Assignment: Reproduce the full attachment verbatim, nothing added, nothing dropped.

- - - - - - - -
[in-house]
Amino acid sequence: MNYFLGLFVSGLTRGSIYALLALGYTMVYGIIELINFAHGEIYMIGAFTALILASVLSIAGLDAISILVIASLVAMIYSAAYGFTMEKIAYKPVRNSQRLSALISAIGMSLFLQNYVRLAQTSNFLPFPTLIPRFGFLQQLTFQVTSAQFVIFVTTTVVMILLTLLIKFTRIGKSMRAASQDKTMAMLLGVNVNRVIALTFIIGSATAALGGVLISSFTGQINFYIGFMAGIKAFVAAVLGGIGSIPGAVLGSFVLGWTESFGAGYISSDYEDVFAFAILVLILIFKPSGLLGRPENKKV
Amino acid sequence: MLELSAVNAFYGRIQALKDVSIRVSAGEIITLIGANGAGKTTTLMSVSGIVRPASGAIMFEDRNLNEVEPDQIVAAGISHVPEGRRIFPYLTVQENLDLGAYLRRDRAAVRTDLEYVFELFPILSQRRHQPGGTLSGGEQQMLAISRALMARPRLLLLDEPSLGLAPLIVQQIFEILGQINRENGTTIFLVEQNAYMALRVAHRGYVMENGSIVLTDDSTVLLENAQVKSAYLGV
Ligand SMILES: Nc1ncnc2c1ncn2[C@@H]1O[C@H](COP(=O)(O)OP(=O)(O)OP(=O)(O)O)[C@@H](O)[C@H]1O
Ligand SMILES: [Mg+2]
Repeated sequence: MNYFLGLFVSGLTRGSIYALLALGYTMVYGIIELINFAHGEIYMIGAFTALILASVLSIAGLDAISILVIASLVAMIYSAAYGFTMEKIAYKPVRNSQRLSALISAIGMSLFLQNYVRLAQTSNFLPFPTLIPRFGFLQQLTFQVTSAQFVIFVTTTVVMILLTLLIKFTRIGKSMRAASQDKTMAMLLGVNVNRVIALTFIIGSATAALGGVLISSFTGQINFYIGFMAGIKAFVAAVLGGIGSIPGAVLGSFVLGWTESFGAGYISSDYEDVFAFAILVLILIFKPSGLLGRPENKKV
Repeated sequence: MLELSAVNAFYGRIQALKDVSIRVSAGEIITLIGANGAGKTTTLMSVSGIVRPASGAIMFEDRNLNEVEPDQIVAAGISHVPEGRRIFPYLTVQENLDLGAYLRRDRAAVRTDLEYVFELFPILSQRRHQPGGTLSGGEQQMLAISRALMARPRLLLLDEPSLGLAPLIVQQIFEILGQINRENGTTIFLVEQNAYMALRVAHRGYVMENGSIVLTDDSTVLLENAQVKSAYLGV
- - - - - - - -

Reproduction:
[in-house]
Amino acid sequence: MNYFLGLFVSGLTRGSIYALLALGYTMVYGIIELINFAHGEIYMIGAFTALILASVLSIAGLDAISILVIASLVAMIYSAAYGFTMEKIAYKPVRNSQRLSALISAIGMSLFLQNYVRLAQTSNFLPFPTLIPRFGFLQQLTFQVTSAQFVIFVTTTVVMILLTLLIKFTRIGKSMRAASQDKTMAMLLGVNVNRVIALTFIIGSATAALGGVLISSFTGQINFYIGFMAGIKAFVAAVLGGIGSIPGAVLGSFVLGWTESFGAGYISSDYEDVFAFAILVLILIFKPSGLLGRPENKKV
Amino acid sequence: MLELSAVNAFYGRIQALKDVSIRVSAGEIITLIGANGAGKTTTLMSVSGIVRPASGAIMFEDRNLNEVEPDQIVAAGISHVPEGRRIFPYLTVQENLDLGAYLRRDRAAVRTDLEYVFELFPILSQRRHQPGGTLSGGEQQMLAISRALMARPRLLLLDEPSLGLAPLIVQQIFEILGQINRENGTTIFLVEQNAYMALRVAHRGYVMENGSIVLTDDSTVLLENAQVKSAYLGV
Ligand SMILES: Nc1ncnc2c1ncn2[C@@H]1O[C@H](COP(=O)(O)OP(=O)(O)OP(=O)(O)O)[C@@H](O)[C@H]1O
Ligand SMILES: [Mg+2]
Repeated sequence: MNYFLGLFVSGLTRGSIYALLALGYTMVYGIIELINFAHGEIYMIGAFTALILASVLSIAGLDAISILVIASLVAMIYSAAYGFTMEKIAYKPVRNSQRLSALISAIGMSLFLQNYVRLAQTSNFLPFPTLIPRFGFLQQLTFQVTSAQFVIFVTTTVVMILLTLLIKFTRIGKSMRAASQDKTMAMLLGVNVNRVIALTFIIGSATAALGGVLISSFTGQINFYIGFMAGIKAFVAAVLGGIGSIPGAVLGSFVLGWTESFGAGYISSDYEDVFAFAILVLILIFKPSGLLGRPENKKV
Repeated sequence: MLELSAVNAFYGRIQALKDVSIRVSAGEIITLIGANGAGKTTTLMSVSGIVRPASGAIMFEDRNLNEVEPDQIVAAGISHVPEGRRIFPYLTVQENLDLGAYLRRDRAAVRTDLEYVFELFPILSQRRHQPGGTLSGGEQQMLAISRALMARPRLLLLDEPSLGLAPLIVQQIFEILGQINRENGTTIFLVEQNAYMALRVAHRGYVMENGSIVLTDDSTVLLENAQVKSAYLGV